There are several ways to create a mobile application. Do you want to know what the best way is? It depends. What technologies do you have experience with? What platforms are you targeting? How much time do you want to spend building your application?
After the introduction of the iPhone and it's software development kit, the mobile space went through a revolution. Today, there are millions of mobile applications, countless platforms, and dozens of frameworks and tools to create mobile applications.
How do you decide what is right for you? Answering that question is the focus of this article. I discuss the types of mobile applications you find in the wild, the advantages of native and hybrid applications, and I list some of the more popular platforms.
Mobile applications can be broken down into three broad categories:
- web applications
- hybrid applications
- native applications
Each of these types has its pros and cons. If you were to ask me which type best fits your needs then my answer would be that it really depends on exactly what you're trying to do. In order to justify my answer, I first need to tell you about each application type. Let's start with web applications.
You may already be familiar with web applications. Unlike other apps, a web application isn't something you can download from somewhere, it's simply available on any device which can load web pages (or has a web browser). A web application is nothing more than a website, acting and behaving as an application. Before the introduction of the iOS SDK, for example, web applications were the only option for developers wanting to create applications for the original iPhone.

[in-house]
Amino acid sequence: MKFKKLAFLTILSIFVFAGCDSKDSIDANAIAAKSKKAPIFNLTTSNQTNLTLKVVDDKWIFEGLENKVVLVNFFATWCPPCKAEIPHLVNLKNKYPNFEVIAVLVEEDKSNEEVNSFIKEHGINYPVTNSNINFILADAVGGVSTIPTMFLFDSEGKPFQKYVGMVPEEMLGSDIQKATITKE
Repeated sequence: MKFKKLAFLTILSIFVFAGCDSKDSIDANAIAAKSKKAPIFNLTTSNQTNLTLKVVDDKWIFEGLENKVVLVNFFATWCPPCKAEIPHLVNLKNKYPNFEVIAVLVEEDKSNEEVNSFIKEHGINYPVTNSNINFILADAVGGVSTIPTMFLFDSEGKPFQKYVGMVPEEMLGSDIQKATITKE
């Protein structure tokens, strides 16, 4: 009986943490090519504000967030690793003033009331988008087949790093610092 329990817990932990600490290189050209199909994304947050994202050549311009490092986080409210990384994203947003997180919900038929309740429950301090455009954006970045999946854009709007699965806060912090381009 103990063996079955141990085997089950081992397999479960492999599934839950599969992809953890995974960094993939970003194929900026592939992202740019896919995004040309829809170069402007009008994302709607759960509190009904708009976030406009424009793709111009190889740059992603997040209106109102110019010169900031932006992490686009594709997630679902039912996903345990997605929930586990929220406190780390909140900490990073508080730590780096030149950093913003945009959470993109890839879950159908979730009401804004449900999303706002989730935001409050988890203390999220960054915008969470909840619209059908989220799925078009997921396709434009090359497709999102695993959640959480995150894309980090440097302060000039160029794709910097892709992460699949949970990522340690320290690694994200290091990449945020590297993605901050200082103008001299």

Web applications have a number of distinct advantages, the most important one being development time. Because a web application is a website, it is built once and accessible on every platform that runs a web browser. For some companies, this is a very appealing solution since native development, which we discuss in a moment, can be costly and time-consuming. You could say that web applications are by definition cross-platform.
Are there any downsides?
As with any types of applications, there are a few downsides of web development. The two most important drawbacks are performance and access to device capabilities. If you are planning to develop a game, then a web application isn't your best option. It is possible, but performance won't be stellar. Websites and web applications have limited access to the capabilities of the device, such as the camera, location services, etc. This has significantly improved over the years, but it isn't up to par with native applications.
If you want to limit the development and maintenance costs of your mobile application and performance isn't the most important aspect, then a web application is certainly worth considering.
If you want to understand what web applications are about and how to get started, check out some of our other content here on Envato Tuts+:
- ReactReact Crash Course for Beginners, Part 1David Gwyer
- AngularCreating Your First Angular App: BasicsMonty Shokeen